“The Brave, The Gallant and Men Behaving Badly,” a Civil War exhibit featuring new artifacts, will be unveiled Saturday at the Pettis County Historical Society Museum’s open house.
During Memorial Day weekend Rhonda Chalfant, president of the society, was preparing the exhibit by placing items into glass cases to share with others the stories and lives of the soldiers, citizens and slaves alike from a long ago war.
She said there were brave and gallant Pettis Countians, both men and women, during the Civil War but also bushwhackers, guerrillas or irregulars who terrorized the area.
“Some of them fell into what they were doing after their families were attacked,” she said. “Jesse James for example. He joined the guerrillas as a response as to how Union troops had treated his family. Some of them like Cole Younger became respectable after the war.”
Others, including women and slaves, exhibited bravery in the face of all odds and the brutality of war.
“We will be sure to include the women’s stories,” Chalfant said. “We have information from women who were involved as participants, who delivered messages, who got into trouble for feeding the troops. We have information about the black men who joined at the camp in Sedalia, Ft. Malcolm. We have information about the black men who assisted the Home Guard.”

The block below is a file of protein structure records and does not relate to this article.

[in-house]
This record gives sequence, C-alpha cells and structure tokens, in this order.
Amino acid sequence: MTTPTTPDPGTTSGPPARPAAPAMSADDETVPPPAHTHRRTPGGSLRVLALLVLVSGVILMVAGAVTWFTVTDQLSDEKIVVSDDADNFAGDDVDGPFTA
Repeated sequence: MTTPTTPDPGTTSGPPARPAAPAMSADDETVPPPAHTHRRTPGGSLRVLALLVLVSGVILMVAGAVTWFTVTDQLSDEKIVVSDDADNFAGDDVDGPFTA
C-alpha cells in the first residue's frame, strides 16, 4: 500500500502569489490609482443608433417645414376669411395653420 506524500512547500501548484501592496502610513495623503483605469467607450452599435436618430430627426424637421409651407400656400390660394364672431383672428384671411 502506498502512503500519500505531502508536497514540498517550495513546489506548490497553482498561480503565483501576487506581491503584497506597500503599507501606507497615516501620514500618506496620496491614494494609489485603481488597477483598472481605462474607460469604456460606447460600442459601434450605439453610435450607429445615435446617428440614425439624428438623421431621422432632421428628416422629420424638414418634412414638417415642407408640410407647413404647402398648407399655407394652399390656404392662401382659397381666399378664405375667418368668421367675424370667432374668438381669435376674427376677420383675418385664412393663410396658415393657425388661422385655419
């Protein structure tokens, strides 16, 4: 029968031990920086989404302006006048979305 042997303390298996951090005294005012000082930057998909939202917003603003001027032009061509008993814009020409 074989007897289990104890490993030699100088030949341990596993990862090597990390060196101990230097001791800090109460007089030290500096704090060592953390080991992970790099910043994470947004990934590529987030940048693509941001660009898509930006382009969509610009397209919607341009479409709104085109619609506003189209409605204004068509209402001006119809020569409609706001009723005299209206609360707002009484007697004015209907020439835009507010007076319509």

She said the exhibit will be divided into three sections: a third before the war, a third pertaining to the war, and a third taking place after the war.
“The part of the before the war will be about slavery in Pettis County,” she said. “There will also be maps that will identify the settlements in Pettis County before the war and pictures of some of the homes of some of the people before the war.”
One of the new items in the exhibit will be maps showing where some of the skirmishes took place.
“There was activity all over the county,” Chalfant said. “And because we have a collection of official records, ‘The War of the Rebellion,’ which we were given, we can pinpoint where the various troops were moving when, and what happened.”
Series I of “The War of the Rebellion” was donated to the society from Texas from the estate of a person who once lived in Sedalia; it takes in close to 30 large volumes.
“The Missouri State Archives has the complete collection,” she said. “We are very fortunate to have series I.”
Much of Series I is devoted to the Missouri-Arkansas Campaigned, Chalfant added.
“And a great deal of the information that we put onto the exhibit will come from there.”
Another new addition is an old photo of Union soldier Michael Thomas Slane, dressed in his uniform. Slane once lived at 916 W. Sixth St. The current home owner, Dennis McFadden, found Slane’s photo in the attic and donated it to the society.
“He came back here and lived in Sedalia after the war,” Chalfant said.
Many of the items have been donated to the society and a few are on loan for the exhibit.
A period briefcase belonging to George G. Vest, a U.S. Senator, is also on exhibit.